A new University of Colorado Boulder study shows for the first time the final stages of how mitochondria, the sausage-shaped, power-generating organelles found in nearly all living cells, regularly divide and propagate.
In 2011, CU Boulder Associate Professor Gia Voeltz and her colleagues surprisingly found that endoplasmic reticulum (ER), another cell organelle, branches through cytoplasm like a spider web, wrapping around other organelles including mitochondria. They discovered that once an ER tentacle touches a single mitochondrion and initiates constriction, a cell protein called a dynamin-related protein, or Drp1, is recruited to further constrict the mitochondria at the spot of ER contact.
Here is the new twist: Voeltz's team has now shown that once the squeeze is on the mitochondria by the Drp1 protein, a second protein -- called Dynamin-2, or Dyn2 -- is recruited to finish the job in a process called fission, splitting the organelle in two. Shaped like tiny springs, the dynamin proteins encircle the mitochondria and squeeze, somewhat like a person squeezing and twisting an elongated balloon into two halves.
Both proteins are required for mitochondrial fission to occur since Drp1 is only strong enough to squeeze the mitochondria down to a certain size, and Dyn2 can only finish what Drp1 started after the constriction band is sufficiently shrunk.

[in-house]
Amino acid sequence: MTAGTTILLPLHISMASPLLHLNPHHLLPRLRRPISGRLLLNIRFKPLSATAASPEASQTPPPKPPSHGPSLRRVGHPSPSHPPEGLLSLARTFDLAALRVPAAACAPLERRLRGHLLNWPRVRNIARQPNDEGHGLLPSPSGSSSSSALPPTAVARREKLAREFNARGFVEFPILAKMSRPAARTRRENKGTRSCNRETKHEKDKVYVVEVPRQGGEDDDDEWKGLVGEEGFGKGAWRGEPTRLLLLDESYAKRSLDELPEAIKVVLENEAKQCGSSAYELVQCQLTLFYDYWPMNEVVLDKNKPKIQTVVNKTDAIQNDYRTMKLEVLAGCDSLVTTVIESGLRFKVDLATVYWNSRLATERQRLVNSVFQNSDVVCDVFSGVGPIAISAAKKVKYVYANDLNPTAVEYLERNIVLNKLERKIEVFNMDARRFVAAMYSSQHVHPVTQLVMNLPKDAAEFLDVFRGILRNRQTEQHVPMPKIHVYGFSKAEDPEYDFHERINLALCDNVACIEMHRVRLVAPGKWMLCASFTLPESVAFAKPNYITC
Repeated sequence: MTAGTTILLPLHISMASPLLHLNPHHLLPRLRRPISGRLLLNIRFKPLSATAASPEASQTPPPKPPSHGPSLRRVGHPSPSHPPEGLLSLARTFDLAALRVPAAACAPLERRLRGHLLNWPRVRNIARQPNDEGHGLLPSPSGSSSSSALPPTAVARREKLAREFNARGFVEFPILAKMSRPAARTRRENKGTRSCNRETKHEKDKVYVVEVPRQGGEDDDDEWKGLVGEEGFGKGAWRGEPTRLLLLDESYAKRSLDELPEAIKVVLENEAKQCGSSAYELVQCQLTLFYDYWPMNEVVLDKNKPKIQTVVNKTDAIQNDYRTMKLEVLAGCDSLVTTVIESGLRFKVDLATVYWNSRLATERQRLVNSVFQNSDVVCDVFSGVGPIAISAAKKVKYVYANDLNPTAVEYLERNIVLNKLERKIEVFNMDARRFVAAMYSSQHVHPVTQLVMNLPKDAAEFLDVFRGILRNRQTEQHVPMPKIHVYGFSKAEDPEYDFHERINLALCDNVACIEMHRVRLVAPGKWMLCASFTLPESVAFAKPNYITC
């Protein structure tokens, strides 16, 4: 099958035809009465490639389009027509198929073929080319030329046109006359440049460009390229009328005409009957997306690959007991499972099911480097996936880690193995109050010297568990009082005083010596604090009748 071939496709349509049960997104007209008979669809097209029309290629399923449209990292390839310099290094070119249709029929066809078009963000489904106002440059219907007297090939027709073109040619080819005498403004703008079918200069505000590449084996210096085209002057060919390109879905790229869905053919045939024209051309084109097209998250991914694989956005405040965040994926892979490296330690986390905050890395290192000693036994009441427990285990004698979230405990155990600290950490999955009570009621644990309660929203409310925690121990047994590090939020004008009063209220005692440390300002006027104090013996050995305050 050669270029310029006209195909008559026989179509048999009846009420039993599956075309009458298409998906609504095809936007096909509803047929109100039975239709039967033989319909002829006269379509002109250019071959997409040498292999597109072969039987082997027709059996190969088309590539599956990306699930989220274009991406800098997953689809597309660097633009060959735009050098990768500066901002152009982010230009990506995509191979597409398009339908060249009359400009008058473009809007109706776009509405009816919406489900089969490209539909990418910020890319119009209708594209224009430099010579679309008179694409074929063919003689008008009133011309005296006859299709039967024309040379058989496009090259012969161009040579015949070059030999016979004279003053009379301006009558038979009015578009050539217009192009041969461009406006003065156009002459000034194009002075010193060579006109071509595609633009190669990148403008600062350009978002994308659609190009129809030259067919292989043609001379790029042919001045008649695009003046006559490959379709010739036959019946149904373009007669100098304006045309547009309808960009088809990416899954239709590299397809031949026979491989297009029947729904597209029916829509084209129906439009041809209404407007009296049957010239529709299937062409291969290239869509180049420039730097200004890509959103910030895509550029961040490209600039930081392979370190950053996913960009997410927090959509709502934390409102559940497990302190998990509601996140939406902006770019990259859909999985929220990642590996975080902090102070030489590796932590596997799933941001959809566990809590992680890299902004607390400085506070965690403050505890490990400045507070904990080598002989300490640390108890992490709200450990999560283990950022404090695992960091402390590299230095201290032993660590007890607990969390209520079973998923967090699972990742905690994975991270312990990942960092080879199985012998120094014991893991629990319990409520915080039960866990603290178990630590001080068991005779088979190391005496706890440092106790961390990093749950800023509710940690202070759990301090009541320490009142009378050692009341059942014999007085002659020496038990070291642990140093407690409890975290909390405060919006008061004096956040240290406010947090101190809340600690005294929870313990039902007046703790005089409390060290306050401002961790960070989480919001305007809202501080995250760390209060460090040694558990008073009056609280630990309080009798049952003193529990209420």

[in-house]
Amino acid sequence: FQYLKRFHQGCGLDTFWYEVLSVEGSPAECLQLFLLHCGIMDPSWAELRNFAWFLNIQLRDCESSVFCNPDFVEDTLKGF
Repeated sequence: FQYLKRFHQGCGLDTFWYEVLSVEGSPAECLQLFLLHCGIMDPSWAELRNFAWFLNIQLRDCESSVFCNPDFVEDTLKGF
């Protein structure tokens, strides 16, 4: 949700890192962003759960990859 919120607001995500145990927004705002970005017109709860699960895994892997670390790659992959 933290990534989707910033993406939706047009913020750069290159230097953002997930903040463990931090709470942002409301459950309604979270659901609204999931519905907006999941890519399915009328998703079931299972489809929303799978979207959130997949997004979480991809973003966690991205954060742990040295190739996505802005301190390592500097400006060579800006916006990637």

"Our findings change what everyone has believed about mitochondrial division," said postdoctoral fellow Jason Lee, first author on the study. "Now we know that it takes at least three different constriction steps in order to ultimately divide mitochondria."
A paper on the subject was published online in Nature on Oct. 31. In addition to Voeltz and Lee, other CU Boulder paper contributors include postdoctoral fellow Laura Westrate, graduate student Haoxi Wu and researcher Cynthia Page. All study authors are in the Department of Molecular, Cellular and Developmental Biology.
Floating around in almost all living cells, mitochondria vary in number from dozens to several thousand. Muscle cells, for example, have large numbers of mitochondria because of their high energy needs. New mitochondria are created when cells signal the need for more energy. Mitochondria also carry a small amount of DNA material passed down maternally.
Mitochondria are important for a host of reasons. They generate energy in cells, they can play a role in longevity and they are crucial for blood sugar maintenance and fat loss. Damaged mitochondria can cause problems in cells of the brain, liver, heart, skeletal muscles and respiratory systems.
The new study was funded by grants from the National Institutes of Health.
The study results are important because a better understanding of mitochondrial division is a step closer to understanding what might change in cells under pathological conditions like cancer, said Wu.
"The ability of our cells to efficiently convert nutrients into energy is rooted in the cell's ability to manage the shape, number and positioning of mitochondria through a balance of fusion and division," said Lee. "This balance goes awry in cancer and neurodegeneration."
Materials provided by University of Colorado at Boulder. Note: Content may be edited for style and length.
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